• Curves - Slow down before curves, then accelerate slightly through the curve. The posted speed for a curve may be too fast for a tank vehicle.
  • Stopping distance - Keep in mind how much space you need to stop your vehicle. Remember that wet roads double the normal stopping distance. Empty tank vehicles may take longer to stop than full ones.
  • Skids - Do not over steer, over accelerate or over brake. If you do, your vehicle may skid. On tank trailers, if your drive wheels or trailer wheels begin to skid, your vehicle may jackknife. When any vehicle starts to skid, you must take action to restore traction to the wheels.
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What is Liquid Surge?
  • None of these answers are correct
  • Results from movement of the liquid in partially filled tanks
  • If the tank is punctured, the liquid will rush out of the opening
  • When liquid naturally swirls inside of a tank
This is a question from page 61 - click here to look up the answer

Quote From Page 84 Of The Illinois CDL Manual:

Liquid surge results from movement of the liquid in partially filled tanks. This movement can have bad effects on handling. For example, when coming to a stop, the liquid will surge back and forth. When the wave hits the end of the tank, it tends to push the truck in the direction the wave is moving. If the truck is on a slippery surface such as ice, the wave can shove a stopped truck out into an intersection. The driver of a liquid tanker must be very familiar with the handling of the vehicle.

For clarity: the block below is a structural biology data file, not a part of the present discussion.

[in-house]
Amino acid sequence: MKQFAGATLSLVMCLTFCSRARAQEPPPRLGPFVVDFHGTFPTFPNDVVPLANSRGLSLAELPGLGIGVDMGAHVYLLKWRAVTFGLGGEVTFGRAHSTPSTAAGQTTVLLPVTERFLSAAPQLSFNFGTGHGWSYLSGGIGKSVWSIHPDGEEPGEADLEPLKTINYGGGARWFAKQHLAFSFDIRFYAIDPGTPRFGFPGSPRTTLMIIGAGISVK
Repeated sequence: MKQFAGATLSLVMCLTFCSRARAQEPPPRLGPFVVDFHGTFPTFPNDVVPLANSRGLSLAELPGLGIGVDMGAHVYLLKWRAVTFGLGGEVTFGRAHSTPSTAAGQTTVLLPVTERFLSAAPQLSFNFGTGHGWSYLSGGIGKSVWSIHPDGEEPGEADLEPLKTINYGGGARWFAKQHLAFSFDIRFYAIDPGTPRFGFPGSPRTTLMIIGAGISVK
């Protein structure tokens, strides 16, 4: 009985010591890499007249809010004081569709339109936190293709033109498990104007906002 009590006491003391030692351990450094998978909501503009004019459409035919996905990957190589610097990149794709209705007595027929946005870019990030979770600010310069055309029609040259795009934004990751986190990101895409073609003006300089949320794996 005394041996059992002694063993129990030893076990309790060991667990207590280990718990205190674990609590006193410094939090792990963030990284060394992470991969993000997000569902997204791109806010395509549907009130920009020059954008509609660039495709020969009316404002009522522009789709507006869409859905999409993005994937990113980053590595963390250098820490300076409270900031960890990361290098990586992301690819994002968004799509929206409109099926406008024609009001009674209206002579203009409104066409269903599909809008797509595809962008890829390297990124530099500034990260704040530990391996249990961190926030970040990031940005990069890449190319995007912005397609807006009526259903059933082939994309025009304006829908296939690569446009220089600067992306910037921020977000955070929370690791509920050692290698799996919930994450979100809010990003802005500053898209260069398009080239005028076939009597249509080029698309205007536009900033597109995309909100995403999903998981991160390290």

TruckingTruth's Advice:

Liquid surge can result from nearly any conceivable movement. Steering left, right, accelerating, or slowing down can all cause liquid to surge. Even after stopping a liquid filled tanker, the liquid will surge back, then forward again, possibly forcing your truck to "jump" forward once more. That's why it's good practice to stay further back from vehicles, even when stopped.

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Next
Why don't most food grade tankers come equipped with baffles?
  • Food products are generally light enough that the entire tank can be filled, thus, limiting any liquid surge
  • To save room in the tank, most shippers of liquid food products prefer to forgo baffles so more product can be loaded
  • Food grade tankers are required to be fitted with baffles or bulkheads
  • Sanitation regulations forbid the use of baffles because of the difficulty in cleaning the inside of the tank
This is a question from page 61 - click here to look up the answer

Quote From Page 84 Of The Illinois CDL Manual:

Sanitation regulations forbid the use of baffles because of the difficulty in cleaning the inside of the tank.

TruckingTruth's Advice:

Anytime you see a food grade tanker, it is safe to assume there are no baffles installed. Not only is that important for you to know when pulling a food grade tanker, but you can also drive differently around other vehicles that are pulling food grade tankers (give them more room).